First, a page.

I'm so thrilled that my very first short story--The Trial of Madame Pelletier-- was selected for inclusion in Malice Domestic 12: Mystery Most Historical (Wildside Press, 2017).Like my Lucy Campion novels set in 17th century England, this short story...
From: Susanna Calkins, Author on 30 Sep 2016

Truth, Freedom, and Productivity: When PR usurps scholarship

No one wants ill-advised assessment regimes imported into higher education. No one wants to see a single-minded, narrow emphasis on quantifying value. No one desires deeply flawed metrics being used to compare institutions and individuals. Nevertheless…[1]...
From: memorious on 10 Sep 2016

4 September 2016: An Evening with the Authors

An exciting event will be taking place in London on Saturday 24 September 2016. Made Global Publishing are hosting "An Evening with the Authors" at the Venue in Malet Street. Not only can you meet a wide range of authors who will be discussing their latest...
From: Conor Byrne on 4 Sep 2016

A Tale of Two Bounties: The Christian Brothers, Mutinies, and Potential Piracies

Nora Slonimsky looks at the relationship between pirates and publishing in the late eighteenth century.
From: The Junto on 31 Aug 2016

Creating Harmonious Subjects? Songs for Queen Elizabeth I’s Accession Day

Queen Elizabeth I (1558–1603) was the first monarch whose Accession Day  on 17 November (the day when Mary I died and she became Queen) became a yearly occasion for celebration. Although never at official holiday, at Whitehall, noblemen honoured...
From: Early Modern English Music on 1 Jul 2016

Notes on Post Tags Search

By default, this searches for any categories containing your search term: eg, Tudor will also find Tudors, Tudor History, etc. Check the 'exact' box to restrict searching to categories exactly matching your search. All searches are case-insensitive.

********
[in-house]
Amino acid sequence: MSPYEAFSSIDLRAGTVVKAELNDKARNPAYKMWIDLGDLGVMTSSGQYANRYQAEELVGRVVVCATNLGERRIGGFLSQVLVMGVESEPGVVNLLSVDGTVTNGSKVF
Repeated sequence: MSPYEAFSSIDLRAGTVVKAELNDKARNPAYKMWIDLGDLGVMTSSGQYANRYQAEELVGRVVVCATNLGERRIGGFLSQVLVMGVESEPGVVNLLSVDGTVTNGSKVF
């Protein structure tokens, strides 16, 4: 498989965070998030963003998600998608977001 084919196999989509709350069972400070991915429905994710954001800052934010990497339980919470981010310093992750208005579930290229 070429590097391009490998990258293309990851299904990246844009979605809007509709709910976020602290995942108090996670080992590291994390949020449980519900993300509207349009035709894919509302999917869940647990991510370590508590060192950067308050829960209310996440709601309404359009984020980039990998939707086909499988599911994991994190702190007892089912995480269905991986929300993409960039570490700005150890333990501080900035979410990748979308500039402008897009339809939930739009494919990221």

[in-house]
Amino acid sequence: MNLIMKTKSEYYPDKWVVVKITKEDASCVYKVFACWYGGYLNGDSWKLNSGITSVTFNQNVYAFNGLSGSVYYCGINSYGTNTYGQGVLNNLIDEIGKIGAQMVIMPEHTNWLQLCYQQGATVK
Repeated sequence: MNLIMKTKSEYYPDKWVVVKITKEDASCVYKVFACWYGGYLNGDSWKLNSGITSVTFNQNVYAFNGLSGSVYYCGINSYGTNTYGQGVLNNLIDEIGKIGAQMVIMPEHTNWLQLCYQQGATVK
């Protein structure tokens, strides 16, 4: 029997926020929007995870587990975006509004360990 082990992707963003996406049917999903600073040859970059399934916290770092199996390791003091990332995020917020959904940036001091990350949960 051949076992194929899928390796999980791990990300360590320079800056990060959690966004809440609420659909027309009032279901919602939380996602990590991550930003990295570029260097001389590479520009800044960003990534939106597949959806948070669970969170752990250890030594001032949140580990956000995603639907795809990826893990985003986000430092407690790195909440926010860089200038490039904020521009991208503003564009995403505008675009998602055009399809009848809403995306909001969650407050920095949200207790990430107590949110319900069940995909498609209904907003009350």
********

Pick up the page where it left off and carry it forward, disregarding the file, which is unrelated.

This is a search for tags/categories assigned to blog posts by their authors. The terminology used for post tags varies across different blog platforms, but WordPress tags and categories, Blogspot labels, and Tumblr tags are all included.

This search feature has a number of purposes:

1. to give site users improved access to the content EMC has been aggregating since August 2012, so they can look for bloggers posting on topics they're interested in, explore what's happening in the early modern blogosphere, and so on.

2. to facilitate and encourage the proactive use of post categories/tags by groups of bloggers with shared interests. All searches can be bookmarked for reference, making it possible to create useful resources of blogging about specific news, topics, conferences, etc, in a similar fashion to Twitter hashtags. Bloggers could agree on a shared tag for posts, or an event organiser could announce one in advance, as is often done with Twitter hashtags.

Caveats and Work in Progress

This does not search post content, and it will not find any informal keywords/hashtags within the body of posts.

If EMC doesn't find any <category> tags for a post in the RSS feed it is classified as uncategorized. These and any <category> 'uncategorized' from the feed are omitted from search results. (It should always be borne in mind that some bloggers never use any kind of category or tag at all.)

This will not be a 'real time' search, although EMC updates content every few hours so it's never very far behind events.

The search is at present quite basic and limited. I plan to add a number of more sophisticated features in the future including the ability to filter by blog tags and by dates. I may also introduce RSS feeds for search queries at some point.

Constructing Search Query URLs

If you'd like to use an event tag, it's possible to work out in advance what the URL will be, without needing to visit EMC and run the search manually (though you might be advised to check it works!). But you'll need to use URL encoding as appropriate for any spaces or punctuation in the tag (so it might be a good idea to avoid them).

This is the basic structure:

http://emc.historycarnival.org/searchcat?s={search term or phrase}

For example, the URL for a simple search for categories containing London:

http://emc.historycarnival.org/searchcat?s=london

The URL for a search for the exact category Gunpowder Plot:

http://emc.historycarnival.org/searchcat?s=Gunpowder%20Plot&exact=on

In this more complex URL, %20 is the URL encoding for a space between words and &exact=on adds the exact category requirement.

I'll do my best to ensure that the basic URL construction (searchcat?s=...) is stable and persistent as long as the site is around.